So when I am given the privilege to live in one of the world’s best cities and work with one of the best teams on a product I deeply believe in, it becomes an obligation to me to start thinking seriously about how I can be at my best.
No amount of will can sustain a body’s capacity to be at optimal levels. The body doesn’t naturally stay at its best, we have to work hard at it. 2013 became the year when I started to be a lot more conscious about the things I choose to do.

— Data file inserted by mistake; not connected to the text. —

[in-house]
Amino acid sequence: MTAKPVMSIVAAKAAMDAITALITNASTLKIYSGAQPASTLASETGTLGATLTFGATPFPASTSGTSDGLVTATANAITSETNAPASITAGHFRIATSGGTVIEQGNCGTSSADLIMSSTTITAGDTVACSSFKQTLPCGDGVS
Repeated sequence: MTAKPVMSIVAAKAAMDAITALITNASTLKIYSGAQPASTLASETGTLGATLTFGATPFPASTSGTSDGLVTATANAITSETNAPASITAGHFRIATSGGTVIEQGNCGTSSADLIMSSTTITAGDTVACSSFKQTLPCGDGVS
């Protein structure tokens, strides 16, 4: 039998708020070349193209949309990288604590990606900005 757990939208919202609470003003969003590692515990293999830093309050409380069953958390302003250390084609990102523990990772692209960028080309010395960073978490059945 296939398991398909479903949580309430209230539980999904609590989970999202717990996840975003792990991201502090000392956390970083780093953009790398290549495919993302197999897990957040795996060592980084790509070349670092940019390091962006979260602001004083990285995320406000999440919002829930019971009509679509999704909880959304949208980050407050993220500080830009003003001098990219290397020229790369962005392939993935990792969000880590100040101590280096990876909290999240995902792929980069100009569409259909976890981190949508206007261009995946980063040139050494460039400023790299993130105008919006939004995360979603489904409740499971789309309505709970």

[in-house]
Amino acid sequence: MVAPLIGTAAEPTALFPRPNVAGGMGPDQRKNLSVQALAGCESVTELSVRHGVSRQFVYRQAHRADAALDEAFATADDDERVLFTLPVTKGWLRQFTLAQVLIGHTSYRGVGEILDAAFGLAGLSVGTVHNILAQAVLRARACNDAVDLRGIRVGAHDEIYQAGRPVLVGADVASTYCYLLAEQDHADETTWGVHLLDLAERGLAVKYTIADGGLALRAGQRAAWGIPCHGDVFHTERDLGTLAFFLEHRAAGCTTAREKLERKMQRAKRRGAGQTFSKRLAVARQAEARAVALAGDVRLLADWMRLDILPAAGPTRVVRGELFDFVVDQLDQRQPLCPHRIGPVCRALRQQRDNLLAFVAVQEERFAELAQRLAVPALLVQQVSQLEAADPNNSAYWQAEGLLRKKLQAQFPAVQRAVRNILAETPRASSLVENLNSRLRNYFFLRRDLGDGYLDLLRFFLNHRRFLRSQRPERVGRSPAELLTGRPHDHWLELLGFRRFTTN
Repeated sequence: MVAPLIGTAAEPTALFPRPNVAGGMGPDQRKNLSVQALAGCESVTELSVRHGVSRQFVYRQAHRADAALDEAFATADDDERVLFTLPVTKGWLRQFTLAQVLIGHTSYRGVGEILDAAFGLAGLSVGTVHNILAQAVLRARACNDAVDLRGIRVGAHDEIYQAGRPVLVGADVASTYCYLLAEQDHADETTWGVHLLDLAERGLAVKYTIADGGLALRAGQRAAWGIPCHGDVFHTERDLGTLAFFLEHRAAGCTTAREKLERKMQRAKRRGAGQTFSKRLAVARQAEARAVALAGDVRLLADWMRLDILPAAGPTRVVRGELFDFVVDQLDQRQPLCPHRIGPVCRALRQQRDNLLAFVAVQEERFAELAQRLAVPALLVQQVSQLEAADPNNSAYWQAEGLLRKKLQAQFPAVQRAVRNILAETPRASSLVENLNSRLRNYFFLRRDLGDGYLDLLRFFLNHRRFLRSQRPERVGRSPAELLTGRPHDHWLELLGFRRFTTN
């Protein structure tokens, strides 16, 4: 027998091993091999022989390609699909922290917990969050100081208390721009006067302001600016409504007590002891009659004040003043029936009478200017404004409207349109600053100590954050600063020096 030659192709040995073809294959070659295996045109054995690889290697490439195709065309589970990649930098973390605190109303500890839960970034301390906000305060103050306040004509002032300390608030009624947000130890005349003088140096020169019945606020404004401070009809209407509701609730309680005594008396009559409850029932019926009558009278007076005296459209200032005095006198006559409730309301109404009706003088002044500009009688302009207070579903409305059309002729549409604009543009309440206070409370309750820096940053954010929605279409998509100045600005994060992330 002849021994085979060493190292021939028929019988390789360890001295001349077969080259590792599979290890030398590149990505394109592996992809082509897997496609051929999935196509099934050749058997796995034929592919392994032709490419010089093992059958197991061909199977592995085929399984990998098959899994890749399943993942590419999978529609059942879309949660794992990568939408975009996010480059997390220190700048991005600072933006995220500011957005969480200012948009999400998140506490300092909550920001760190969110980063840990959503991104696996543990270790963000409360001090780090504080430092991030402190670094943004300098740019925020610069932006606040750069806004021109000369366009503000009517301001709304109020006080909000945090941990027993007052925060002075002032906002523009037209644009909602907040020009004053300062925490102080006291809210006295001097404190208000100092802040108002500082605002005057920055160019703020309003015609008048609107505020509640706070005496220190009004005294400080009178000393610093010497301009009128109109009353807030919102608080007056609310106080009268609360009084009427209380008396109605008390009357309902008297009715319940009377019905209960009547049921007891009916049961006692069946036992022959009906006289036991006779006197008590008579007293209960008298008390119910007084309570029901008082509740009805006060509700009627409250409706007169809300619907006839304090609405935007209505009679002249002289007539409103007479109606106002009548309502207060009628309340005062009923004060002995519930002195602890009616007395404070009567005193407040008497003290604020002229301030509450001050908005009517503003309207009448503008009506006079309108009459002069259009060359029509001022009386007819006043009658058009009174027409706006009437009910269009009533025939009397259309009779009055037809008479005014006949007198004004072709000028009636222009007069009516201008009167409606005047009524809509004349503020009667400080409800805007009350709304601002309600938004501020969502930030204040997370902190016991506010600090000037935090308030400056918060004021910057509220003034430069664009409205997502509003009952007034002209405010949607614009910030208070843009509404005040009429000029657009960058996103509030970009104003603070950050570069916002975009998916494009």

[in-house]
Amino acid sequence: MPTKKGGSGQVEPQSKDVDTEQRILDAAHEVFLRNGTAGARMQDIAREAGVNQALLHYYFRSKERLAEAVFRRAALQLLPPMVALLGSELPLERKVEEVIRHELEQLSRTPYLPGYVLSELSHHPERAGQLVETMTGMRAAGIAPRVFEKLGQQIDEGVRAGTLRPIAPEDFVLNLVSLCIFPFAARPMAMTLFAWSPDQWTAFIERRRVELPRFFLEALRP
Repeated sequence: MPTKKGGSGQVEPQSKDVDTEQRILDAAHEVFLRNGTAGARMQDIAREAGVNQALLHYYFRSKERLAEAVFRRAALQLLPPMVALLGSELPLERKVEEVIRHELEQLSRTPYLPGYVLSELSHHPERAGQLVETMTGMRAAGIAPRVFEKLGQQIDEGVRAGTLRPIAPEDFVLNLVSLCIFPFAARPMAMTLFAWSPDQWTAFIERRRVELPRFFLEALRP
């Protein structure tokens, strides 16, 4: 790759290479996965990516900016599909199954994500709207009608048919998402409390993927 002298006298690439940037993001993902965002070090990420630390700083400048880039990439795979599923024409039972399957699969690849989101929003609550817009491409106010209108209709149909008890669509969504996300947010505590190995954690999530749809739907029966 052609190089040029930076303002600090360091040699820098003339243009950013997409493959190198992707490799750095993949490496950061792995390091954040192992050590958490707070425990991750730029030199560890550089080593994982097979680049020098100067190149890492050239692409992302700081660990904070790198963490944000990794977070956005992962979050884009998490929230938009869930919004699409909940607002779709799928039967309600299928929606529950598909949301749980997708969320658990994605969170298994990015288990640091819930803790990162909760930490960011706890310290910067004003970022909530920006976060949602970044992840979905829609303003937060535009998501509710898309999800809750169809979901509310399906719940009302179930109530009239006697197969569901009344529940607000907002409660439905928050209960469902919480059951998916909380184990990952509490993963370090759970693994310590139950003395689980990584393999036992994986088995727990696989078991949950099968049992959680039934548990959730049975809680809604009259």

I established a strict sleeping pattern, I do not go to bed later than 11pm and I wake up without an alarm around 7am. I try to restrict my carb intake and allow myself only one coffee in the morning. I swim 20 laps twice a week, which is no big deal for people who run everyday but I’ve resisted the idea of exercise all my life so to have a consistent exercise pattern is a mini-miracle. I read for at least 30 minutes everyday, remembering that reading is like compounding interest for knowledge, according to Warren Buffett. I have reached my goal of reading 50 books the past year. I have gone through years when I barely managed 10 despite my love for reading, last year I managed 37 so 50 seems like a good number.